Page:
This past weekend was a reunion with three of my high school classmates. We recalled those days many years ago, and laughed all weekend. Endless fun, without any men, children, work, alcohol, or drugs. High on life. I have had the need to connect to my childhood outside of my family of origin. So much is a fog, just glimpses of faces and scenarios. The past class reunions are minus familiar friendly faces. We had about 500 graduates in our class. So I sought three classmates I am connected to on Facebook, where we seem to share the same interests and connect with our comments on each other’s posts. I remember well all three. One friend is an authentic pal from elementary school, another is quite the comedian then and now, and the other illuminates peace to anyone in her surroundings.
We reserved the entire country inn in a small town. The host and hostess accommodated us well with a bonfire, plenty of bedding options, and a delicious breakfast. We grabbed lunch first at a unique BBQ diner with a resident pig sleeping in a stall. After lunch we stopped at a local antique store. The antiques were as old as us. We visited Big Spring, a natural spring in the Ozarks of Missouri. I came across a metal disc right on the cliff ledge near the spring flowing from the Current River. It said “U.S. Geological Survey Bench Mark”. According to Wikipedia, “the USGS (United States Geological Survey) was created, by a last-minute amendment, to an act of Congress on March 3, 1879. It was charged with the ‘classification of the public lands, and examination of the geological structure, mineral resources, and products of the national domain’. This task was driven by the need to inventory the vast lands added to the United States by the Louisiana Purchase in 1803 and the Mexican-American War in 1848.” This bench mark has some kind of significance, probably either a elevation or earthquake marker. My curiosity will have me research until I know the facts.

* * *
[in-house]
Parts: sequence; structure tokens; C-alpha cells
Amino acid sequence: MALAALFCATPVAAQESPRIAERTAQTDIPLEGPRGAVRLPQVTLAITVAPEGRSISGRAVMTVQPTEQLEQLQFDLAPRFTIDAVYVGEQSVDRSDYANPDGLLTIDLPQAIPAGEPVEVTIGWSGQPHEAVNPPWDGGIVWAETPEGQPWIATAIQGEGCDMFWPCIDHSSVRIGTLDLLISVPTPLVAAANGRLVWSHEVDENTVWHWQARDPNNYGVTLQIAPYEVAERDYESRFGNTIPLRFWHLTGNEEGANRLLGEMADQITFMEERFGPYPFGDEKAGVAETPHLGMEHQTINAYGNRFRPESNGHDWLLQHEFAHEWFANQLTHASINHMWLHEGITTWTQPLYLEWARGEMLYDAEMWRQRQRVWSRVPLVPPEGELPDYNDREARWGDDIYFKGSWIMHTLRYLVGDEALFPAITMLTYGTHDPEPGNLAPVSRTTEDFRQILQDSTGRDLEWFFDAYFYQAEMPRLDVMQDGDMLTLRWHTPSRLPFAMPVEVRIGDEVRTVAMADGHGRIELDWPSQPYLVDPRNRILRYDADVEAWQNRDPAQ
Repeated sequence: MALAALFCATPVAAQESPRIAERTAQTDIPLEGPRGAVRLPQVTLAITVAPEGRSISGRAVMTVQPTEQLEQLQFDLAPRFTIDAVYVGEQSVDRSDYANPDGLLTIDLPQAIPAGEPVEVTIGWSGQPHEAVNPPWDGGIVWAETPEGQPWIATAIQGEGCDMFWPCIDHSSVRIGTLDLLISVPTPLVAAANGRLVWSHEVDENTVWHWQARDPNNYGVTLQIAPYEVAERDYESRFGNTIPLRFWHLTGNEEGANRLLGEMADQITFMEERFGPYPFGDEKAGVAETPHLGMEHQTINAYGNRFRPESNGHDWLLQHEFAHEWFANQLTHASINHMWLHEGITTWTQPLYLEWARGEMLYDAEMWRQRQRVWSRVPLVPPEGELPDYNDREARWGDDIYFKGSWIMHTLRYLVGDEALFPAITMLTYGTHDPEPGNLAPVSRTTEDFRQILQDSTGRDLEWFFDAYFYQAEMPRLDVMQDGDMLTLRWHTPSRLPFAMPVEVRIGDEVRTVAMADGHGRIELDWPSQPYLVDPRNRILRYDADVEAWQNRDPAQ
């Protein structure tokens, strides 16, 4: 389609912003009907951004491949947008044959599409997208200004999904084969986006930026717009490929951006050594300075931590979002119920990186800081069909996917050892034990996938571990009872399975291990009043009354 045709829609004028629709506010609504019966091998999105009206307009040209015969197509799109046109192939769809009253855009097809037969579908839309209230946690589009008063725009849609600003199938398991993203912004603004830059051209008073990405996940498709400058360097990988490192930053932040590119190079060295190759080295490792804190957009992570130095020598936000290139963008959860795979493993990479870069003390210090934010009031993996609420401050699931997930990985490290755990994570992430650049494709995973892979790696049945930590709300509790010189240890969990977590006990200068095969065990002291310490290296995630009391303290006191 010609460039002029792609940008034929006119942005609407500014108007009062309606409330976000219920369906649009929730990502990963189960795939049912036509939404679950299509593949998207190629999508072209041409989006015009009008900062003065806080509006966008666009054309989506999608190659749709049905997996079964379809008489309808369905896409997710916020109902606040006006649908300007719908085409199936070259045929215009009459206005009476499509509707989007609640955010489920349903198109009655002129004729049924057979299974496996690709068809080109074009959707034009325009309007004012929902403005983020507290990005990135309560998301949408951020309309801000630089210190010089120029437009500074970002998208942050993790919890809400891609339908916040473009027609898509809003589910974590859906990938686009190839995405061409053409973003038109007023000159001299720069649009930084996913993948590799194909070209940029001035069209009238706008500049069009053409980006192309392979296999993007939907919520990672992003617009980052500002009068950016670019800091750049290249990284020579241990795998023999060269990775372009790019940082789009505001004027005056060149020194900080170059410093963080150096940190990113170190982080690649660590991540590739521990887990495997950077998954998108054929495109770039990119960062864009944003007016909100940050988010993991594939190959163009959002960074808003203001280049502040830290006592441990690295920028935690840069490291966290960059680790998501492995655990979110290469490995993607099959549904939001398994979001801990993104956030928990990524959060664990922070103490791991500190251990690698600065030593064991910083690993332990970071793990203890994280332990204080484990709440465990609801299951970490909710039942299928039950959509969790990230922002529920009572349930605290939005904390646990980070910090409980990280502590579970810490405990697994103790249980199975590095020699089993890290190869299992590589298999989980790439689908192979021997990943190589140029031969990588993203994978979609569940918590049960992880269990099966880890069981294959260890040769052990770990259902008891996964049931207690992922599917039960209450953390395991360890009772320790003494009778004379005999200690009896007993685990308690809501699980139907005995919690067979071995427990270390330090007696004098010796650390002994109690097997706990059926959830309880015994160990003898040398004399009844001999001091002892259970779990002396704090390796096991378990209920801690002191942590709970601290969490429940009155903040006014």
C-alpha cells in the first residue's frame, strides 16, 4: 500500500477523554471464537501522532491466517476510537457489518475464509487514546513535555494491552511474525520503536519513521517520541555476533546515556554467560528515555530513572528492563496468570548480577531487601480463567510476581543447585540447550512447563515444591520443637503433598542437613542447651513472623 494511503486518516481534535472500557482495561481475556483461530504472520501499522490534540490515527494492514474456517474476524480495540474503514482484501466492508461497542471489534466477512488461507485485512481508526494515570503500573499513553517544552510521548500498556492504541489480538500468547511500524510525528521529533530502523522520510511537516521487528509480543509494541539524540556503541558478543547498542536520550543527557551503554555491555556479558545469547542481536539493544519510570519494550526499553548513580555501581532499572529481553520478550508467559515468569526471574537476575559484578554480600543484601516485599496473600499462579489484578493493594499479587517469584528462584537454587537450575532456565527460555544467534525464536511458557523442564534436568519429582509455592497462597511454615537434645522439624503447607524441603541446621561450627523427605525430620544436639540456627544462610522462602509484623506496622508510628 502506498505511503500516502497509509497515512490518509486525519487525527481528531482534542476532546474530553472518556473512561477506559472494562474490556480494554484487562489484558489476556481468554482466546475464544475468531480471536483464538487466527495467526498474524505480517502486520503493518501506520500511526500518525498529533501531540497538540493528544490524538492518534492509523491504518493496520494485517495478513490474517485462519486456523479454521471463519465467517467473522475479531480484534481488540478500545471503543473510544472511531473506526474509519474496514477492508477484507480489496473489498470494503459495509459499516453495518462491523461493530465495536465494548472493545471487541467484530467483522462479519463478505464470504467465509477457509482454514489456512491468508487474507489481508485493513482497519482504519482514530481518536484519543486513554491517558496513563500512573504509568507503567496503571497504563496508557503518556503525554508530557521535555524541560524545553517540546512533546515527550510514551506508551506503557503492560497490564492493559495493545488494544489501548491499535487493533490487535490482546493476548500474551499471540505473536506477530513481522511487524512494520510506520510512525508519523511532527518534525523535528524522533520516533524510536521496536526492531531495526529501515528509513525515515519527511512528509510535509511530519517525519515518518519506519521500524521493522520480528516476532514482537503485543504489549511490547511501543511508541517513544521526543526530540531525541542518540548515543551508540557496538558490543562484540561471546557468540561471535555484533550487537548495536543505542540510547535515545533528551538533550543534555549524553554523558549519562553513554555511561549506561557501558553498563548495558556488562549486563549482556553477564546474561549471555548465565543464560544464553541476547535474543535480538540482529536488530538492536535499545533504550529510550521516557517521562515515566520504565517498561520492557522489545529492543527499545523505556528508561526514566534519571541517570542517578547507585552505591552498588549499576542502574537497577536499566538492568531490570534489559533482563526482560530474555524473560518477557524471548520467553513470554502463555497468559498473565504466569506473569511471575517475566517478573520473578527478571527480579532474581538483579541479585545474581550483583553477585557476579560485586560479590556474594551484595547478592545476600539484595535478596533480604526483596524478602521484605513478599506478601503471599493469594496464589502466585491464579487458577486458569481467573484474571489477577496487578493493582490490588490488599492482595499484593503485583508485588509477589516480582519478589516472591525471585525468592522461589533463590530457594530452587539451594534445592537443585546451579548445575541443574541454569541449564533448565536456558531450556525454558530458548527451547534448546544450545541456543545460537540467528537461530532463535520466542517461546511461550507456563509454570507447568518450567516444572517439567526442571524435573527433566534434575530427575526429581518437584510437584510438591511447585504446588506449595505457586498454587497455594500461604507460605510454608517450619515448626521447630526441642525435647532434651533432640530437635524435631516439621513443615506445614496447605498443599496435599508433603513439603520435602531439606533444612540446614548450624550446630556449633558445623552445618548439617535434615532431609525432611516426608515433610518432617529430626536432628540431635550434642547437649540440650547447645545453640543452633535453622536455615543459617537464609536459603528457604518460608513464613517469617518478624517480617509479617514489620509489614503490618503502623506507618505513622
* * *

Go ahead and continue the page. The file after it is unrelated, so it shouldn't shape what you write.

I felt like this was a bench mark weekend for me. I had never done this, invited old childhood friends to gather for an overnight. We all did not hangout together as a gang in high school, but knew each other. None of us belonged to cliques. I felt a bond would form as we came together now. I have gone on women’s retreats, but this was a different kind of retreat. This weekend rendezvous confirmed we had so much in common. Growing up in the 60’s and 70’s. Childhoods and schools in St. Charles County, Missouri. Troubled love relationships. Divorce. Made better choices with age and wisdom. Faith. Caretaking. Deceased parents. Mourning. Parenthood. Grand-mothering. Jobs. Thrift. Hobbies. Strength. A confident beauty that a 59-year old woman possesses despite it all. The differences were fewer. We share a sisterhood. The “plump sisters (PS)” vow to meet up again in about 3 or 4 months for another destination, maybe another bench mark weekend.
“Because there’s one thing stronger than magic: sisterhood.”
~ Robin Benway, The Extraordinary Secrets of April, May, & June
The ladies group I have been involved with since late spring has been a source of tremendous mutual support. We pray for each other and talk through anything plaguing our minds. Much that we battle with someone else we know has battled with before. Why not talk about it, learn from each other? If trust and confidence is there amongst a community, then there is freedom from stereotypes and judgment. I cannot say that would be the case with any group of women, but it is with this one. Grace abounds.